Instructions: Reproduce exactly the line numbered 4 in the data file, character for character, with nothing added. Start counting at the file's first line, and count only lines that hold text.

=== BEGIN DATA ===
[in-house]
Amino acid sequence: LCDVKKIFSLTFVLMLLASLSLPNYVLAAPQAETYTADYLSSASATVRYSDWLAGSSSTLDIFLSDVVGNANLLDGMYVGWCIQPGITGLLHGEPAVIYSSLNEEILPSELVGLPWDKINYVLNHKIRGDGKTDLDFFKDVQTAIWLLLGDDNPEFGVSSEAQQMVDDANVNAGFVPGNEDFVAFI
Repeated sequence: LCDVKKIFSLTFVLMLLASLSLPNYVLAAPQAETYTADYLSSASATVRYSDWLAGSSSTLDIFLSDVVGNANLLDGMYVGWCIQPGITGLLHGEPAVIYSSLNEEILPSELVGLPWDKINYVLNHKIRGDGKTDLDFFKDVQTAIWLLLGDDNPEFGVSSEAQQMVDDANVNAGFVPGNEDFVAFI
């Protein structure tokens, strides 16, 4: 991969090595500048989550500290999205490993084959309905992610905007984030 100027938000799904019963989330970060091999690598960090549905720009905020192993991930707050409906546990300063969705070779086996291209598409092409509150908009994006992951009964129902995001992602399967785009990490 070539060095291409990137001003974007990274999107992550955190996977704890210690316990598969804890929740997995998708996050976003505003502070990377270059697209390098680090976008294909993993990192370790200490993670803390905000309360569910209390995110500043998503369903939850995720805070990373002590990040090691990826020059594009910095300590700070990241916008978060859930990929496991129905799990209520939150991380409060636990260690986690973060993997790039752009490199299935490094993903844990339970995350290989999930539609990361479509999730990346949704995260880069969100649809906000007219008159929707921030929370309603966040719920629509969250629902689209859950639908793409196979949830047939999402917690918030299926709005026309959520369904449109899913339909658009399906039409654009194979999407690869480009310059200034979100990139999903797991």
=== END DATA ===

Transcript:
């Protein structure tokens, strides 16, 4: 991969090595500048989550500290999205490993084959309905992610905007984030 100027938000799904019963989330970060091999690598960090549905720009905020192993991930707050409906546990300063969705070779086996291209598409092409509150908009994006992951009964129902995001992602399967785009990490 070539060095291409990137001003974007990274999107992550955190996977704890210690316990598969804890929740997995998708996050976003505003502070990377270059697209390098680090976008294909993993990192370790200490993670803390905000309360569910209390995110500043998503369903939850995720805070990373002590990040090691990826020059594009910095300590700070990241916008978060859930990929496991129905799990209520939150991380409060636990260690986690973060993997790039752009490199299935490094993903844990339970995350290989999930539609990361479509999730990346949704995260880069969100649809906000007219008159929707921030929370309603966040719920629509969250629902689209859950639908793409196979949830047939999402917690918030299926709005026309959520369904449109899913339909658009399906039409654009194979999407690869480009310059200034979100990139999903797991």